Recording of Sgt. Pepper’s Lonely Hearts Club Band is well underway when it becomes clear that Lennon is dissatisfied with his marriage and his drug use spirals. “I think we didn’t really realise the extent to which John was screwed up,” Harrison later reflected.

A devastating death…

The band’s manager and lynchpin Brian Epstein passes away on August 27th. “After Brian died, we collapsed. Paul took over and supposedly led us. But what is leading us when we went round in circles? We broke up then. That was the disintegration,” Lennon said.

August 1967
December 1967

A commercial flop

The Beatles have their first critical disaster after the release of the Magical Mystery Tour film. As producer George Martin explains: “When it came out originally on British television, it was a colour film but shown in black and white, because they didn’t have colour on BBC1 in those days. So it looked awful and was a disaster.”

Harrison’s Indian influence

Harrison encourages the band to travel to India to study Transcendental Meditation. Harrison isn’t impressed by his bandmate’s actions during the stay. “There were some flaky people around back then,” he later said, “and we were four of them.”

February 1968
August 1968

John Lennon’s relationships…

Divorce proceedings begin between Lennon and his first wife Cynthia, as he looks to set up a new life with Yoko Ono. “Suing me for divorce? On what ground is he suing me?” Cynthia would exclaim before pursuing her own claim. 

The White Album woes

The Beatles record The White Album, and the situation is divisive. McCartney is recording songs on his own, Harrison thinks the only way to be heard is to introduce guests to the studio, and Yoko Ono’s constant presence is irking. Ringo walks out, “I felt I wasn’t playing great,” he recalled, “and I also felt that the other three were really happy and I was an outsider.”

August 1968
September 1968

The Ringo return

After a successful TV performance of ‘Hey Jude’ and Ringo re-joining the band, the ‘Fab Four’ live to fight another day. But despite being upbeat they seem to know their days are numbered. When Ringo was later asked whether he thought The Beatles were basically done by now he simply responded, “Oh yeah.”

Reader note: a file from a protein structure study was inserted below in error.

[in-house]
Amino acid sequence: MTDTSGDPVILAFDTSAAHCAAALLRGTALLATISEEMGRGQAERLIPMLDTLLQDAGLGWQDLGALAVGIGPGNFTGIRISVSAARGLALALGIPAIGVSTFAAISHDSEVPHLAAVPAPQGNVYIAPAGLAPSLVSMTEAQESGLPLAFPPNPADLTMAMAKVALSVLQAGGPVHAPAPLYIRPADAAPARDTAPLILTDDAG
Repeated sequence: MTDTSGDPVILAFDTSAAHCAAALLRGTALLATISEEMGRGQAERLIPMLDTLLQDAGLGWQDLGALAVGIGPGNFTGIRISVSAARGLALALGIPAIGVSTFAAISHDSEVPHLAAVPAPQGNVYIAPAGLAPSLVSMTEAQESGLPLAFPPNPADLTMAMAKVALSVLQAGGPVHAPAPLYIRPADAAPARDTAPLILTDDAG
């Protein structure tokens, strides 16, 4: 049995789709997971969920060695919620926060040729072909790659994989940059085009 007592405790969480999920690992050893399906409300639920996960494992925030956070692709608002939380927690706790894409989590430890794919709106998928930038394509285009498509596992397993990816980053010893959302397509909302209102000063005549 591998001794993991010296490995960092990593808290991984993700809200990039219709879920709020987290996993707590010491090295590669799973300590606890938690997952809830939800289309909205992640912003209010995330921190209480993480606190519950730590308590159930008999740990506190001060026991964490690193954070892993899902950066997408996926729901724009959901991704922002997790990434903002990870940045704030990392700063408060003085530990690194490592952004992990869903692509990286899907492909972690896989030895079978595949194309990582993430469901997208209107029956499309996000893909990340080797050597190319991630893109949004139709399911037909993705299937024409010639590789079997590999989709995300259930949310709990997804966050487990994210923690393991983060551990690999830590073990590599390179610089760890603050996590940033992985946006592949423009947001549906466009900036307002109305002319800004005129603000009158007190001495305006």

Harrison storms out

During recording sessions of Let It Be, Harrison thinks the same unresolved problems were being perpetuated. Harrison would later say: “At that point in time, Paul couldn’t see beyond himself.”

He then has a blazing row with Lennon and quietly says: “I’m out of here. Put an ad in [the papers] and get a few people in. See you ’round the clubs.”

January 1969
January 1969

Private personal complaints begin to boil

A meeting is called, and things are patched up enough for Let It Be to continue but issues remain unresolved.

While Ringo opines on the Ono issue “She’s not a Beatle, she never will be.” Lennon privately thinks, “That old gang of mine. That’s all over. When I met Yoko is when you meet your first woman and you leave the guys at the bar and you don’t go play football anymore and you don’t go play snooker and billiards.”

Business relations scupper creativity

It becomes clear that since Epstein’s death, the finances of the band have not been managed correctly, Lennon meets with the controversial Allen Klein. A business meeting is later called. 

McCartney recounted, “Lennon looked at me in the eye and said, ‘Well, I think you’re daft. I wasn’t going to tell you till we signed the Capitol deal…but I’m leaving the group!”

September 1969
April 1970

The End.

After a disagreement over the release timing of McCartney’s solo effort, he decides to make the split public. Prior to his famous press release, amid the squabble McCartney recalls turning to the band and “I said, ‘There’s been a clean break. Let’s just admit it. Let’s just tell the world now. Isn’t it time?’”

The rest is history.